The Case of Double-Counted Attribution
If you are advertising online through multiple providers, using CPA for each provider is probably not an effective solution. As each advertiser anonymously tags users, they will be counting conversions in their own siloed data system, and if you’re using last-touch attribution, you could end up paying for the same conversion twice. We came across a client once who had previously used a CPA model with various advertisers, retargeters, and affiliate networks, and could not avoid the problem of double counting conversions. Even when they shortened the view-through conversion window for display to a single hour, they were still paying two, three or four times for the same conversion. (View-through conversion refers to a conversion where the user converts after seeing an ad, but did not click on any ad unit.)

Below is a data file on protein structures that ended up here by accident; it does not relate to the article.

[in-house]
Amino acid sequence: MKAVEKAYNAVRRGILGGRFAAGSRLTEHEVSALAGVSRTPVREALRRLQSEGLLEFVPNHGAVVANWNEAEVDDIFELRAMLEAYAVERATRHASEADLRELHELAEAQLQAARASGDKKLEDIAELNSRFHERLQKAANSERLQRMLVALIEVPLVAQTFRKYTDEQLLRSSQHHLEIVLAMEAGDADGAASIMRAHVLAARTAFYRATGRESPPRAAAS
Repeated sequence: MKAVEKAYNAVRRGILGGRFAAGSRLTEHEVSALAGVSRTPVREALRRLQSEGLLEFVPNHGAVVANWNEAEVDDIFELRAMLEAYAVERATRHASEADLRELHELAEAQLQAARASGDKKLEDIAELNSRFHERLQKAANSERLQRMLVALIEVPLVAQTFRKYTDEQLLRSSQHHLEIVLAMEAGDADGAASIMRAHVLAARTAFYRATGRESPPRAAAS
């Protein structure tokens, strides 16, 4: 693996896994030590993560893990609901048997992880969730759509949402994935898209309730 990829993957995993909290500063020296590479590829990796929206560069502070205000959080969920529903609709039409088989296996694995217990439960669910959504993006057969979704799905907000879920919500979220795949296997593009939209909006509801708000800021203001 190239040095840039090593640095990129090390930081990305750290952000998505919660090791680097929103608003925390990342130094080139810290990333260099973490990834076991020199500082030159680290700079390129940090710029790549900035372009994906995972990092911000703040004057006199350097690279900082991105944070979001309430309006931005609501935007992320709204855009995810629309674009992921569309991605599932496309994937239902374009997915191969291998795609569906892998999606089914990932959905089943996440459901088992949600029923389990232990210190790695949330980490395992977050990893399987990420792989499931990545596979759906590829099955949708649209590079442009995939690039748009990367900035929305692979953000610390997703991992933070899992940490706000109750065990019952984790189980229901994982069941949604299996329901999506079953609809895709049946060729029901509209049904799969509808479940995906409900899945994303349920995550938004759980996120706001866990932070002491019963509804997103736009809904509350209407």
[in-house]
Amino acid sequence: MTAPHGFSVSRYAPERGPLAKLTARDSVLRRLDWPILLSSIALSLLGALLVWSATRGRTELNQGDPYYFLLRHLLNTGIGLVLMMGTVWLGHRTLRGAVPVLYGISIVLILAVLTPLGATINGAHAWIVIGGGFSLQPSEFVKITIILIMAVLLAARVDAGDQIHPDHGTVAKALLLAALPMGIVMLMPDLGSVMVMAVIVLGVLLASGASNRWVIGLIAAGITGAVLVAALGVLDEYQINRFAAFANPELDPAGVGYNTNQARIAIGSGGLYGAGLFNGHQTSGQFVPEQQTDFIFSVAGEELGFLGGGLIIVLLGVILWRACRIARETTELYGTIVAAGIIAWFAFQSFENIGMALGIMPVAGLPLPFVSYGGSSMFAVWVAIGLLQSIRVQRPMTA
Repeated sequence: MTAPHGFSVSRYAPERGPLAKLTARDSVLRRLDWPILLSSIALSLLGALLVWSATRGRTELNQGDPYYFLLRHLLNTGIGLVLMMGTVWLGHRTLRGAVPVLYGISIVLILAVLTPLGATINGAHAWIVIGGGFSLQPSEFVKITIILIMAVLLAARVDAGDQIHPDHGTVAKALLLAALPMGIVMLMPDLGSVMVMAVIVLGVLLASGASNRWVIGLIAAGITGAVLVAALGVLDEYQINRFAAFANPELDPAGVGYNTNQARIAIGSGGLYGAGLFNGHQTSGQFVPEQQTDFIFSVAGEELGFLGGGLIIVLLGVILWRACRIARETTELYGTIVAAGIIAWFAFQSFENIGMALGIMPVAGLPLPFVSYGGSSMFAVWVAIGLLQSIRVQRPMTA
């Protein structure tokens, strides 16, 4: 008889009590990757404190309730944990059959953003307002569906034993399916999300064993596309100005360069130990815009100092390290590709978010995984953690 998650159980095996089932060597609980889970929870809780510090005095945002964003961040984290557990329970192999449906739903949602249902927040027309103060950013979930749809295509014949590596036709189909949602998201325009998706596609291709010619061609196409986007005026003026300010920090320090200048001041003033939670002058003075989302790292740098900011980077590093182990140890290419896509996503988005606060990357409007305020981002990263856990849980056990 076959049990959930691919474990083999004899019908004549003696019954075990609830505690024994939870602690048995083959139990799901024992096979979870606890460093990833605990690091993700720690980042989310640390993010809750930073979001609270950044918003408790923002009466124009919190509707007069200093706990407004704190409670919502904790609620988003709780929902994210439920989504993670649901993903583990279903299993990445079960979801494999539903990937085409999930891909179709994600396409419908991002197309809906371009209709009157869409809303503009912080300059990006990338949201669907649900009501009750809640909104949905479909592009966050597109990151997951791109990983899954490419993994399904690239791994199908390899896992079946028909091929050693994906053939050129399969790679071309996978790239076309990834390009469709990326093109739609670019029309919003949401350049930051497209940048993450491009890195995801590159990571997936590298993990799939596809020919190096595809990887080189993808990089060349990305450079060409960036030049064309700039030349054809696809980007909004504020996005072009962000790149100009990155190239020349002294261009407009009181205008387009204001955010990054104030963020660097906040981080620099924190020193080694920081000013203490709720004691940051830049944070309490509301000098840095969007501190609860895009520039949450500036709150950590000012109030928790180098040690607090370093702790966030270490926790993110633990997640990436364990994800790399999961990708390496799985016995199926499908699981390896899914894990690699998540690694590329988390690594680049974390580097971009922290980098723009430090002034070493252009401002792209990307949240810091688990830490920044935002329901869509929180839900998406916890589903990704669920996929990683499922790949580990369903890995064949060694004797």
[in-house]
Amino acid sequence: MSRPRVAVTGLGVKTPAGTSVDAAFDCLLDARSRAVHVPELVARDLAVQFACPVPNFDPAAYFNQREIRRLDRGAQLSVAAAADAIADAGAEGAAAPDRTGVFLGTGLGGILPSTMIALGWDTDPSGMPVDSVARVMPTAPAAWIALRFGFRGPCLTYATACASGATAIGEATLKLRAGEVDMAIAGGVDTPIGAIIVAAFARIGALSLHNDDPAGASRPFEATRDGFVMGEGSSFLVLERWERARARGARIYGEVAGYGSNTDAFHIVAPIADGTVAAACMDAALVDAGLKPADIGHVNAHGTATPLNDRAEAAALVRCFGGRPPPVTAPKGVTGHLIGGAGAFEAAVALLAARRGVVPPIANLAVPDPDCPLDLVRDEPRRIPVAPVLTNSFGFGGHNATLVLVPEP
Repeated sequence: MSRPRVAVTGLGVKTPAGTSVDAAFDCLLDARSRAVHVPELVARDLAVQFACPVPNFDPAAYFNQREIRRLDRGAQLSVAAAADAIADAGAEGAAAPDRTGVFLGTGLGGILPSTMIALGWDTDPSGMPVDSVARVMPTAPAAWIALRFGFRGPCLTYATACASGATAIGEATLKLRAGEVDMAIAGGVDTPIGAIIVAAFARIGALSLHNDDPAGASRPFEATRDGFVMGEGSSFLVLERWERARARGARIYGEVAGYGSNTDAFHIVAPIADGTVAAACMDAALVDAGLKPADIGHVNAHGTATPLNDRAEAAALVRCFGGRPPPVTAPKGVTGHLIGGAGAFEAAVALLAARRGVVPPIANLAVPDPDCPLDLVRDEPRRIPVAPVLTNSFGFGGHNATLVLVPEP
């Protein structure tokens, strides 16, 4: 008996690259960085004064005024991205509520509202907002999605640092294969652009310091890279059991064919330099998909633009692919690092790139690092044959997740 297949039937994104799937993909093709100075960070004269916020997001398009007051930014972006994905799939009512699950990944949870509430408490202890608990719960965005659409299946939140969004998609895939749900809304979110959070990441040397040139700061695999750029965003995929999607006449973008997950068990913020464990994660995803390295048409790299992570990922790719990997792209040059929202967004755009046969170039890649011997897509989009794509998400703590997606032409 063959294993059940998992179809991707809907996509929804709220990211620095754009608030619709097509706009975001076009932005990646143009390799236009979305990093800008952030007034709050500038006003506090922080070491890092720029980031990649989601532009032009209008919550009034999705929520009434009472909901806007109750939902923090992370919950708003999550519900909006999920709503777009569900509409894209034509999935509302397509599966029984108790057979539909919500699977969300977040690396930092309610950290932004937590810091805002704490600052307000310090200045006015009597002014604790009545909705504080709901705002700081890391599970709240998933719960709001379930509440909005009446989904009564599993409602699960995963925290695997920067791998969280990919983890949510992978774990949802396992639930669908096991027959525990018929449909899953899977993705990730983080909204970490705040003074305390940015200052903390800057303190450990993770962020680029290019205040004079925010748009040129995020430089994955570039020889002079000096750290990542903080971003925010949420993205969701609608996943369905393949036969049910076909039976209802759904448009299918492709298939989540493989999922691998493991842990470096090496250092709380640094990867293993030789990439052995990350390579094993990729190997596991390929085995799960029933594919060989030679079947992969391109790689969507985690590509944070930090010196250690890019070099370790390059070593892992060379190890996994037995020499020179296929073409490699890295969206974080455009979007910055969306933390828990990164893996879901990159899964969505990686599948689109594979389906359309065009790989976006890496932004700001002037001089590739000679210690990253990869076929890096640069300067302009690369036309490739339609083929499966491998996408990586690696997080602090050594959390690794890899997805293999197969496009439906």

The more complicated your network of advertisers, the more likely attribution double-counting is likely to plague you.
Limiting Your Potential
When you run on a CPM model, you have more room for improving your return on ad spend. Regardless of how many conversions you get, the media cost is constant. If you have a high-performing campaign, your effective cost per action becomes quite low, and as your number of conversions increase, your return on ad spend skyrockets. Particularly with high-return advertising techniques, like retargeting, you have the potentially to drastically increase the number of conversions without increasing your ad spend. When you pay on a CPA basis, the number of conversions you can see is strictly limited by your budget.
The Problems with CPM and How to Address Them